Today's employees not only want to know what is happening, but also want to know why. When change is essential, the reasons should be clearly and promptly communicated to employees. Firms should respond openly and honestly to employees' concerns by answering such questions as:

"Why is this change needed?" and "How is it going to affect us?" and of course employee participation at every level can bring about this transition more smoothly.

Withholding information

It is very few managers in Pakistan who actually let their employees get the information they need or appreciate the significance of it. Even if marketing people want the latest cashflows, they are accused of prying into company secrets. The information that people need to work with is never properly furnished to them. This leads to demotivation. But information is not just restricted to decision making. What people do not know makes them nervous and is typically perceived as a threat. A small rumour of a person being laid off e.g. can trigger widespread panic across the company. Who can work in such an atmosphere.

There is rarely any conspiracy to withhold information. Good organizations share virtually all corporate information, including detailed financial-performance data, with employees. Communication can take the form of, for example, frequent senior management visits to employees' work areas, monthly or quarterly state-of-the-company reports and even e-mail discussions.

Low-quality standards

The quickest way to kill the human spirit is to ask someone to do mediocre work. Many Pakistani organizations make decisions and design systems that rob employees of their right to pride in workmanship. Time and cost constraints, driven by short-term production goals, are major reasons for quality compromises and let us not forget the seth mentality that exists here. It is this mentality that most of all kills the motivation of the work place. One which assumes that the company is doing the person a big favour by hiring them and therefore can treat them any way it chose to and that the pay is enough as a motivation. Thus, we have those suffering workers in factories, demotivated managers in the workplace, and thus high turnover rates and lowered quality.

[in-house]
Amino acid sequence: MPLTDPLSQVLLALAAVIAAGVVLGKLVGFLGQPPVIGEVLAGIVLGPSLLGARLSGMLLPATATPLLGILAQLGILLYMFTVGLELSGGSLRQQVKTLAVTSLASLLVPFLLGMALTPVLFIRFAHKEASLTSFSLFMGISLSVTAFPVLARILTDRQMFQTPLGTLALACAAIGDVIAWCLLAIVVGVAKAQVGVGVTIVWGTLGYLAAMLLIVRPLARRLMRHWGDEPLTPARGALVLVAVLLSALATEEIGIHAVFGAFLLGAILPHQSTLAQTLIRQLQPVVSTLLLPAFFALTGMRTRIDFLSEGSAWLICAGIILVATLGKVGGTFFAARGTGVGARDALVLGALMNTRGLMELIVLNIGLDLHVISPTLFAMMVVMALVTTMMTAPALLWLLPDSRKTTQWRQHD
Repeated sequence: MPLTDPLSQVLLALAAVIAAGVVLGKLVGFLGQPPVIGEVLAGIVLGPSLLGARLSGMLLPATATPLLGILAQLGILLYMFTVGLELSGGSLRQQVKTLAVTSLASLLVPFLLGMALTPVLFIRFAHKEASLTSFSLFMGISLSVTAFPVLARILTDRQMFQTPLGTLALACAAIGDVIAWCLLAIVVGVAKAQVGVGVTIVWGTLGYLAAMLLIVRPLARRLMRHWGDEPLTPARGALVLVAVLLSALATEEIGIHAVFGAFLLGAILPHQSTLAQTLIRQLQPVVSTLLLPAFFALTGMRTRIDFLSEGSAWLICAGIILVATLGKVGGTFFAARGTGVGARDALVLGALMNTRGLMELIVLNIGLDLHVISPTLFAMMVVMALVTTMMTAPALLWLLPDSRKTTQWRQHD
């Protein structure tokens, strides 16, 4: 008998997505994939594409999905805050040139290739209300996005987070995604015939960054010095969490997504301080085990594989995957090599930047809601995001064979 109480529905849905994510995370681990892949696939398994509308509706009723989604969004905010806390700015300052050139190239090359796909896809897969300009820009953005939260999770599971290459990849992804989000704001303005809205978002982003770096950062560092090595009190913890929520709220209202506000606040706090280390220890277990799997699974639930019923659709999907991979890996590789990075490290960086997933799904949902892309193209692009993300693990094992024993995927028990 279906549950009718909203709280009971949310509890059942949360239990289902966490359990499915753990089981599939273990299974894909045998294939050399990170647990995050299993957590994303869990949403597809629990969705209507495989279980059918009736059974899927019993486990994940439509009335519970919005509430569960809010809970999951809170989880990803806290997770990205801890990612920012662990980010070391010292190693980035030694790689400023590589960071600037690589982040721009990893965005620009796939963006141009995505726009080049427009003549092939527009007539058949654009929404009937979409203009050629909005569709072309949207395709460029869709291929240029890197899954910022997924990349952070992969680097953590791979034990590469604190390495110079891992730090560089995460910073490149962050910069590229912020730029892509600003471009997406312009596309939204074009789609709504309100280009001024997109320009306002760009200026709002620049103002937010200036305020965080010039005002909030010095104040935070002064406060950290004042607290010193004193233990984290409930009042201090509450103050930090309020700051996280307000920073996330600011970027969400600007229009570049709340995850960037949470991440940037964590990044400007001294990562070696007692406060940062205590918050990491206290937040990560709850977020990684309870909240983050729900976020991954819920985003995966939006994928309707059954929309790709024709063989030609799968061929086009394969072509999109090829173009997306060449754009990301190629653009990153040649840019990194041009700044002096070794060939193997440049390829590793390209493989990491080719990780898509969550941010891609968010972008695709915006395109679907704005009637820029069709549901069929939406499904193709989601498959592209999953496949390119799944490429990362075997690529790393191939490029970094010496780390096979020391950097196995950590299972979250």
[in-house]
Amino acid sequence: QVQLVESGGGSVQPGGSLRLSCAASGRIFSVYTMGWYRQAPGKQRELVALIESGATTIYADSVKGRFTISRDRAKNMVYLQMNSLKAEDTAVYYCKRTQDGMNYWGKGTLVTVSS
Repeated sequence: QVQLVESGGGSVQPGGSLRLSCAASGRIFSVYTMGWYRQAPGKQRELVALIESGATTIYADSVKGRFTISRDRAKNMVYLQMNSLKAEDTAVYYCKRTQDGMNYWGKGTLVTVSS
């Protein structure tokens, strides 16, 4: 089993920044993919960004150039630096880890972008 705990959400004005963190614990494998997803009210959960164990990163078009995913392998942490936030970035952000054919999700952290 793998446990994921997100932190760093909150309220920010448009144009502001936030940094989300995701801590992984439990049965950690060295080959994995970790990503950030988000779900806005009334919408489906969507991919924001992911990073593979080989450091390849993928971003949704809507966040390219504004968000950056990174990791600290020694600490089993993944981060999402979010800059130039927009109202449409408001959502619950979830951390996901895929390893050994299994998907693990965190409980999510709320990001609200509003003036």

Employees should be involved in goal setting and process improvement. When a quality problem does occur, firms should take a "no-fault" approach and ask: "What is wrong with our systems that caused employees to do substandard work?" The company should then empower a team to solve the problem. But nothing will send a more immediate and dramatic message about management's commitment to quality than refusing to produce poor-quality goods.

So what can you do about it?

These are all common sense approaches to solving the management problems in companies here. The problem is that it is always the senior management that sets the culture of any organization and very few really want changes. But it is assured that once they would start to focus their attention on some of these demotivating factors, the factors would no longer exist. But remember, it is unrealistic to try to address all demotivators at once. They should be attacked one at a time. Employees should help to identify the highest-priority ones through surveys or focus groups. When rewards for a behaviour are removed, the behaviour will generally be extinguished. So this mean if you want to really promote on merit, then don't promote the guy who knows how to "Politically maneuver", rather promote the person who deserves it. Nobody expects demotivators to be eliminated completely or overnight. Some have been around for a long time and are too deeply entrenched. But when management states unambiguously that particular demotivating conditions are no longer acceptable and sets an appropriate example to that effect — the rest of the company will usually get the message, and follow the lead. Most of all employee involvement is vital. A broad-based team, representing all major areas and levels of the company, can play a key role in coordinating the effort.